From the Richmond Dispatch, 4/11/1863, p. 1, c. 4
Execution of Capt. Webster - In pursuance of sentence of Court Martial recently passed, Capt. A. C. Webster, of Pierpoint’s Army, was duly hanged yesterday at a quarter to 9 o’clock, at Camp Lee, for violating his parole of honor. The accused was captured several months since in Londoun county, and at the time was charged with sundry crimes, amongst which was the unprovoked murder of Capt. Simpson, a Confederate officer, horse stealing, and arson. These latter were offences of which the Military Court could take no cognizance. It was found, however, that shortly after being captured by Confederate troops and paroled, he had appeared at the head of an organized band of desperadoes, and committed most of the crimes alleged against him before he had been exchanged. This, by military law, is punished with death, and, being found guilty, he was duly sentenced, and the execution, as before related, took place yesterday at Camp Lee.
When going to the gallows Webster remarked to those in the carriage “This is a very solemn occasion.” The only other words he said during the journey to the fatal spot were, “I never thought it would come to this.” About 25 minutes to 1 o’clock the prisoner was carried on the gallows by two men, and seated on the trap in a chair. Some few minutes being spent in religious ministrations, the rope was affixed to his neck and his feet secured. – Meanwhile he was left sitting in the chair. Capt. Alexander, Asst P. M., read the death warrant to him, to which he listened with composure. It was agreed on between the prisoner and those entrusted with his execution that he should give the signal for the falling of the drop at his own convenience.
Webster was a stout man; about five feet ten inches in height, fair complexion, blue eyes, and light hair. He was possessed of iron nerves and great strength. He could and had often at Castle Thunder taken off his double irons with ease in the presence of his guards. Not long since, after ripping them off, he raised a window in the third story of the prison and leaned out, severely injuring himself in his descent to the ground. From the effects of this injury he was still suffering yesterday when called upon to undergo the last dread ordeal of the offended law. The prisoner was removed about 11 o’clock yesterday from Castle Thunder, in a chase carriage, containing beside himself his spiritual adviser, Rev. Mr. Brown, of the Presbyterian Church, and Detectives Caphart and New. The carriage, containing the condemned and another one was flanked on either side by a detachment of Major Wrenn’s Henrico Dragoons, commanded by Capt B. W. Green, Jr. An hour was consumed in the journey to Camp Lee, and nearly another hour in preparations for the execution.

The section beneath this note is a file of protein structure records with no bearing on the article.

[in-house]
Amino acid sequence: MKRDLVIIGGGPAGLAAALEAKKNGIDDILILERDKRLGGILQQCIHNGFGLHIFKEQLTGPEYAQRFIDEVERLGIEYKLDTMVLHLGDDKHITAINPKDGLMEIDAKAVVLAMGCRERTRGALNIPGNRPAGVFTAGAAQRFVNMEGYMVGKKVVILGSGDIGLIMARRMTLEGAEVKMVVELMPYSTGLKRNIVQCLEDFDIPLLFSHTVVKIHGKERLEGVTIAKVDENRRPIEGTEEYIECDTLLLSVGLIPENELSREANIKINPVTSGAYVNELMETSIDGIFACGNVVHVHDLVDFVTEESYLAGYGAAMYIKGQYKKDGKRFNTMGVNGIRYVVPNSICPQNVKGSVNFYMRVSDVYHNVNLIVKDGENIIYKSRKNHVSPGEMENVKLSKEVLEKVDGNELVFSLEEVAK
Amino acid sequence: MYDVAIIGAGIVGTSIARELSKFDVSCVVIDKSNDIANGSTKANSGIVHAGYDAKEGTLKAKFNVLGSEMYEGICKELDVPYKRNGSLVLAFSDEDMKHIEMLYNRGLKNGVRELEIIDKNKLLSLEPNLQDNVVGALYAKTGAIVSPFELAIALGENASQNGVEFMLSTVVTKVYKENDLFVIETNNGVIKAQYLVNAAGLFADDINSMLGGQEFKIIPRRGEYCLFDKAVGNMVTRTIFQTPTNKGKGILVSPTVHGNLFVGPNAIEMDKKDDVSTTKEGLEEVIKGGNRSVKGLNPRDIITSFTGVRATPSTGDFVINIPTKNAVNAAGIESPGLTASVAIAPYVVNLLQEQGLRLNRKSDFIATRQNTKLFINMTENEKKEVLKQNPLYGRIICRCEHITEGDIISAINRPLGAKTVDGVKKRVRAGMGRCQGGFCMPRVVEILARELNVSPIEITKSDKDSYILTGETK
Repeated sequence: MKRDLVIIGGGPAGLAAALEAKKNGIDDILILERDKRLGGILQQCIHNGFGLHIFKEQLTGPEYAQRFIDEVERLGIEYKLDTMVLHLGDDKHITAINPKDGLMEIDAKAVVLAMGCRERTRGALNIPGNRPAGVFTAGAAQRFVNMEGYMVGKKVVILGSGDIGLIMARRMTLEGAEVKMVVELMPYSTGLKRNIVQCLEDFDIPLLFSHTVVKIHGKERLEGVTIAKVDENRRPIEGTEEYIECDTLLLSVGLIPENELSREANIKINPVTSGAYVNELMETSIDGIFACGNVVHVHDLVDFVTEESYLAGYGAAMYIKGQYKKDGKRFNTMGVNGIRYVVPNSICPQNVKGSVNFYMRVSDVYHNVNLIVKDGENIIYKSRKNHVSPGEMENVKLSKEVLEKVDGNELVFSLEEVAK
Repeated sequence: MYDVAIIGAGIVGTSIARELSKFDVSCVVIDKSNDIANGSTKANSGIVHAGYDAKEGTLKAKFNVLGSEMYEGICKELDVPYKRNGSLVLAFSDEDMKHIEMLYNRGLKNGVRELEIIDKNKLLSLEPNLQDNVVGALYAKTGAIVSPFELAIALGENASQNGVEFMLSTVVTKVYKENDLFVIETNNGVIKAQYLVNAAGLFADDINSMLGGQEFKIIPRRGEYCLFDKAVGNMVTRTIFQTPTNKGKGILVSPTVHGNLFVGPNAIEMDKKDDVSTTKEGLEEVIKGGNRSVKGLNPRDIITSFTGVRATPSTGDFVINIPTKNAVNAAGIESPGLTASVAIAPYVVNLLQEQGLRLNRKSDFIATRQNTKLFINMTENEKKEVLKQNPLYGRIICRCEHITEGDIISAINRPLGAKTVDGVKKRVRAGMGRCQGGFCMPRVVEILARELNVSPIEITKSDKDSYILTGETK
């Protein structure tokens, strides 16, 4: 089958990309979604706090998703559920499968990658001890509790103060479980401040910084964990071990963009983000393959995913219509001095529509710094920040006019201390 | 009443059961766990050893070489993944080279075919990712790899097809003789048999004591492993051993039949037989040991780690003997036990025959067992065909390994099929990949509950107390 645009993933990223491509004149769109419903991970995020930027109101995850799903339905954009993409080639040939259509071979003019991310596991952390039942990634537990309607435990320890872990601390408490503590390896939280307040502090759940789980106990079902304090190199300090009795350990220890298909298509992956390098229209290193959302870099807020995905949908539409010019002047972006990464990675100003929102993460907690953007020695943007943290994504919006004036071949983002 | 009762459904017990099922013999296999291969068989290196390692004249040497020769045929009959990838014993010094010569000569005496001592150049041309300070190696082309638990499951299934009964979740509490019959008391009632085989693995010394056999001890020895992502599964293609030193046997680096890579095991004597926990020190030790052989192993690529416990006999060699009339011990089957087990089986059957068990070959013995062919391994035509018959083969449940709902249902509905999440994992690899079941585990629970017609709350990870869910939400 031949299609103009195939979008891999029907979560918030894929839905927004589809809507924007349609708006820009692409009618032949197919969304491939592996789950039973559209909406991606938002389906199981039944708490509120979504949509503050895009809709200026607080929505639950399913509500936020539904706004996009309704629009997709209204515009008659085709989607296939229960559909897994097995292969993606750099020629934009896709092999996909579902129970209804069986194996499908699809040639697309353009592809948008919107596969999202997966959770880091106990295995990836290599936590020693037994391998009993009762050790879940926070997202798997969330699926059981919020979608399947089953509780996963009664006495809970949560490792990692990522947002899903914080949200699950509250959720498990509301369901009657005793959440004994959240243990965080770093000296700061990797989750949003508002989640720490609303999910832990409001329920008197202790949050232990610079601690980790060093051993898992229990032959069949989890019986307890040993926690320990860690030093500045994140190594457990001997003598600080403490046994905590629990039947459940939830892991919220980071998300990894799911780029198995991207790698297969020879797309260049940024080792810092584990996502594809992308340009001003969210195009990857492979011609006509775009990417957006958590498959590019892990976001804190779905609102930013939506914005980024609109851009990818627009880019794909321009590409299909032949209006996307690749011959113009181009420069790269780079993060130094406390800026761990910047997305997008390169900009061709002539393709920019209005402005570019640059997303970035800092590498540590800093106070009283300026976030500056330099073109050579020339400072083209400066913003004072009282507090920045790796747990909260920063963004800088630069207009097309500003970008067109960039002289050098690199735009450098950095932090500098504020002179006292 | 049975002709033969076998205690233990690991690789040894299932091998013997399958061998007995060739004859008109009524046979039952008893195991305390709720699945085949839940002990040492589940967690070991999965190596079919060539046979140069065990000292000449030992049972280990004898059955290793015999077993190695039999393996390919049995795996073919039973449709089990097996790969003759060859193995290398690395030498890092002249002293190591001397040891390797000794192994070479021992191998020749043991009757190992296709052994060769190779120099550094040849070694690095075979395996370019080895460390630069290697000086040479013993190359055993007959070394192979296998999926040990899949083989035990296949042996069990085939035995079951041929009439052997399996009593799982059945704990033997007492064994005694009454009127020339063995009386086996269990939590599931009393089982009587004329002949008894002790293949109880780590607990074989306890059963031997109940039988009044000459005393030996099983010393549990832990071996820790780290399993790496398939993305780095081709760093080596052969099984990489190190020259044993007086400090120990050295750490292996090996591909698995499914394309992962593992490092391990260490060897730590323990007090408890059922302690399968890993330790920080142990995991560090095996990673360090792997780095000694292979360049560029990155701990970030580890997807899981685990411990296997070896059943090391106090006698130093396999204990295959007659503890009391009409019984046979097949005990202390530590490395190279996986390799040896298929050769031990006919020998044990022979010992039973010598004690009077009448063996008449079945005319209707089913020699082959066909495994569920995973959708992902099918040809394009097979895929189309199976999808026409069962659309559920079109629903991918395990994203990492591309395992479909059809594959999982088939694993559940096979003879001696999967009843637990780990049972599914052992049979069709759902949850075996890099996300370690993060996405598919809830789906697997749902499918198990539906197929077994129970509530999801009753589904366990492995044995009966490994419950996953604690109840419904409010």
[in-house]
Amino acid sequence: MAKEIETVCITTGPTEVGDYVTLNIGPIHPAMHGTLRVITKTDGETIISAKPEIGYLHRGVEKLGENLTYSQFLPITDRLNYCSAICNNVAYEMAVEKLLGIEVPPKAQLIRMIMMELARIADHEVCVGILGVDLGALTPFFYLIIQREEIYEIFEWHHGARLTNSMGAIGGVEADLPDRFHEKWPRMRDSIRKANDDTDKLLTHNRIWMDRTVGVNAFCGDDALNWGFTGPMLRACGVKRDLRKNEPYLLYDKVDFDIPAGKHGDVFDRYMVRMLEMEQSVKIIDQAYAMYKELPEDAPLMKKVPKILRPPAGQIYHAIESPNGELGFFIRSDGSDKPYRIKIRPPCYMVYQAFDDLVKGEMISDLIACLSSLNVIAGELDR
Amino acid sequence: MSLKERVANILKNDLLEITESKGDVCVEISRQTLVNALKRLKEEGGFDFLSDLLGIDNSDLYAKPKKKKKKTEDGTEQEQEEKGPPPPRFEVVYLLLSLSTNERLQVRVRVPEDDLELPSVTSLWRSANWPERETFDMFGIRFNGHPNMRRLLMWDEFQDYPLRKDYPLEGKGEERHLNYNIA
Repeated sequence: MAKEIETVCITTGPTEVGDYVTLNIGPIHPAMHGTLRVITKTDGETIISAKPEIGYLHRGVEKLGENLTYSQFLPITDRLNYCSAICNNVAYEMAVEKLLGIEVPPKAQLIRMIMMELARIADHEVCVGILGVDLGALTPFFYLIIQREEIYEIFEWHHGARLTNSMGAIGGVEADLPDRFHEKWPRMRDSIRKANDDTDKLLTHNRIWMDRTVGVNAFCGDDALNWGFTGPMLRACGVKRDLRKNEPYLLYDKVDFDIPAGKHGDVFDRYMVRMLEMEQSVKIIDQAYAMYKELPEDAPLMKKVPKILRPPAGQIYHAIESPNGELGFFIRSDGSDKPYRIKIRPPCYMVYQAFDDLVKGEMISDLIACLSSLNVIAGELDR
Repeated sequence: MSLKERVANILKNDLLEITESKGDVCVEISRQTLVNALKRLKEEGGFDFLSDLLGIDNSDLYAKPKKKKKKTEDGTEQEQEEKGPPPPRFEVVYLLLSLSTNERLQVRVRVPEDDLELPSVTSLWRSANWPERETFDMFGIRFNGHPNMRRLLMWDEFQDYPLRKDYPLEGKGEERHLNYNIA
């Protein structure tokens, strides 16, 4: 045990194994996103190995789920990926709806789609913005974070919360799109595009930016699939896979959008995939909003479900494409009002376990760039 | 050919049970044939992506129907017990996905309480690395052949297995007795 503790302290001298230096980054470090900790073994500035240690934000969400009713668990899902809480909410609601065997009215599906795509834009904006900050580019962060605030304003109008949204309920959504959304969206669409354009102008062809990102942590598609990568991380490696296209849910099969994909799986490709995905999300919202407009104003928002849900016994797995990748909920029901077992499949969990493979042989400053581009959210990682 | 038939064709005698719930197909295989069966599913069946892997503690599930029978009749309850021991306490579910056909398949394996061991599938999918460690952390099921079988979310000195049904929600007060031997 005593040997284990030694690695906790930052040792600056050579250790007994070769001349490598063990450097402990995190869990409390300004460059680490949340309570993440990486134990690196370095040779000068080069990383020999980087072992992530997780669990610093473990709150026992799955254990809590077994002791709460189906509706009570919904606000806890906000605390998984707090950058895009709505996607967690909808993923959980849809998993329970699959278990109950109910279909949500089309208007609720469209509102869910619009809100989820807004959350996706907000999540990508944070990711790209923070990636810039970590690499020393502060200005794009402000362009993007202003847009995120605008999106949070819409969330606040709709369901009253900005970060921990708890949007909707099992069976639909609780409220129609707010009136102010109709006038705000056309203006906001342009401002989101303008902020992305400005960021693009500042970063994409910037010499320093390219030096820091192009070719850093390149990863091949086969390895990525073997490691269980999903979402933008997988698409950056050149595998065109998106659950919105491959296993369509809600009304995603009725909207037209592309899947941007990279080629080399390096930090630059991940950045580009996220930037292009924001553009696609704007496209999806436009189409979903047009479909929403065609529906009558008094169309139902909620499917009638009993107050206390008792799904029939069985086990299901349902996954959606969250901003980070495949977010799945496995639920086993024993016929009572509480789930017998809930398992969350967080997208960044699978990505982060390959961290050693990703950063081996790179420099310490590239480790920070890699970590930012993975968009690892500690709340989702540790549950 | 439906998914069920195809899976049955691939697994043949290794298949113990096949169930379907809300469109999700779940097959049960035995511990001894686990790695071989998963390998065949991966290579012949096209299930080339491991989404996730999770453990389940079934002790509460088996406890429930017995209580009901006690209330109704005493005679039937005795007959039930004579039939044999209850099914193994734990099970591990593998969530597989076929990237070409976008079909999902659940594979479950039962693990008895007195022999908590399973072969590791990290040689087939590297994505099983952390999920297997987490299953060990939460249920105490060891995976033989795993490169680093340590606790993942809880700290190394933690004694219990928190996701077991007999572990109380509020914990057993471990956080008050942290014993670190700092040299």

The parties on the scaffold had hardly reached the ground before Webster threw down his hat, (the signal agreed on,) and the drop fell, precipitating the prisoner full four feet, and the chair on which he was sitting fell to the ground. The body swayed around three times as the rope unwound, and then hung motionless. In one minute and a half the soul of the condemned had fled. Those who were in the immediate vicinity of the gallows say that the prisoner died bravely.
Just one year ago yesterday to a day Timothy Webster, a spy, was hanged at Camp Lee, and on the identical spot on which Capt. A. C. Webster expiated his crime. The parties were in no wise related, though both were Kentuckians. It is now known that the name Webster assumed by the spy was not his true one, and up to yesterday it was currently reported that Capt. A. C. Webster was a son of Old John Brown, which, of course, was not true.